In her new book Soldier Girls: The Battles of Three Women at Home and at War, author Helen Thorpe follows the lives of female soldiers, showing just how different their experiences are from their male counterparts'.
In an interview with HuffPost Live, Thorpe recounted stories from women she interviewed for the book who were on the front lines of war in Afghanistan and Iraq. Thorpe explained how these soldiers negotiated their femininity despite the traditionally masculine environment they were in.
One way that these women sought to feel more feminine, recounted Thorpe, was by ordering sexy underwear to wear under their uniforms.
"We generally think of putting on the uniform as something that strengthens somebody," she told HuffPost Live's Alyona Minkovski. "And it was really fascinating to me that these women found it hard to wear a uniform, that it took away something from them, their feeling of femininity... They were searching for that in all kinds of ways."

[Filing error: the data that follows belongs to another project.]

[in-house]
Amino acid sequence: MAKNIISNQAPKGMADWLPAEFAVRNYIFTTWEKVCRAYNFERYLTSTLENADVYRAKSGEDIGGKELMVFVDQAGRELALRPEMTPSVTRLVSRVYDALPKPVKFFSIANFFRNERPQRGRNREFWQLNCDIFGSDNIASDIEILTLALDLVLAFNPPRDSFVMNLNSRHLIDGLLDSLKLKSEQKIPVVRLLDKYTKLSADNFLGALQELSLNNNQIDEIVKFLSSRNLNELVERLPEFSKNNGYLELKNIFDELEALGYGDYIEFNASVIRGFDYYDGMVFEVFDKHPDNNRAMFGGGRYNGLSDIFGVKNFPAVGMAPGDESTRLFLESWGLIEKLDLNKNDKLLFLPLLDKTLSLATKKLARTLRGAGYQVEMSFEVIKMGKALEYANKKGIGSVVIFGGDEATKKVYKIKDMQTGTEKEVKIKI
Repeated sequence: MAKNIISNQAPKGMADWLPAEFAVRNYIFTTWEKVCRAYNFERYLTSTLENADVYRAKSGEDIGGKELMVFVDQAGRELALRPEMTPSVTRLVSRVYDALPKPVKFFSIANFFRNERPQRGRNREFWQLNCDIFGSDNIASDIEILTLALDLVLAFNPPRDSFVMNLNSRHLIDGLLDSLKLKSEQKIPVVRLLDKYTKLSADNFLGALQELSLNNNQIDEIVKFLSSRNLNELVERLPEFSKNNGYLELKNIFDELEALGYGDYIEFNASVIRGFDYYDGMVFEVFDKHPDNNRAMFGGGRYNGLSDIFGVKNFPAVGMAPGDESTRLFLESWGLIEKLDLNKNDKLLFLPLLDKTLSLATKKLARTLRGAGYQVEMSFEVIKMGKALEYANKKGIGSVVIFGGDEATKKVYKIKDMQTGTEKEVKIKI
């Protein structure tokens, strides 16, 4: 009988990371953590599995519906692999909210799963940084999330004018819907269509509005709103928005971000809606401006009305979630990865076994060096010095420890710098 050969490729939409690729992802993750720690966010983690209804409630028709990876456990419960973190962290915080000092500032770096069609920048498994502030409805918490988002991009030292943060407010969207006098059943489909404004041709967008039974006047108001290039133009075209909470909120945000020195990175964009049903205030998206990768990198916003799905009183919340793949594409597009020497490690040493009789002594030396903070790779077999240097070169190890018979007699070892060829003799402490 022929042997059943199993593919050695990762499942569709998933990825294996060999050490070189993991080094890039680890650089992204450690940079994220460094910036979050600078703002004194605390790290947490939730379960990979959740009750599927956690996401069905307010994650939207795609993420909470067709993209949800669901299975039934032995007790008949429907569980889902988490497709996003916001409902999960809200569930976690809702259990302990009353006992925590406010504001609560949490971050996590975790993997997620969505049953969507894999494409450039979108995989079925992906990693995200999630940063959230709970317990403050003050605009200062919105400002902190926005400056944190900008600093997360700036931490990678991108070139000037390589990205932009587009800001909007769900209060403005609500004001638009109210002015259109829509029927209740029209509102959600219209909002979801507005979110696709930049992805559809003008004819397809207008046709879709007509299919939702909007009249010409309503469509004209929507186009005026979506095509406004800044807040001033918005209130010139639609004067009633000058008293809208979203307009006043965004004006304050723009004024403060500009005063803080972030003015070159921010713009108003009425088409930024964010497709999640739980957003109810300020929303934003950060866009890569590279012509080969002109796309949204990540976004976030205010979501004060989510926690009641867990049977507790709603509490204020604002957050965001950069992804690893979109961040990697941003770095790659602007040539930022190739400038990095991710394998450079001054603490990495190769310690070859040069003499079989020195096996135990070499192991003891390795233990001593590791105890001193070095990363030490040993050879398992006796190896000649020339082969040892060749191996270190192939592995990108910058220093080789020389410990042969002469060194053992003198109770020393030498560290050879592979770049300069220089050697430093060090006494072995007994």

Thorpe also spoke about the double-standard that women, particularly mothers, in the military face when it comes to their behavior while deployed.
"It is surprising to see women in the military making some of the same choices that men have always made and yet we're shocked or surprised when they do it," Thorpe told Minkovski. "I think we do have higher expectations of mothers [who are soldiers], absolutely."
Watch the full HuffPost Live interview with Helen Thorpe here.
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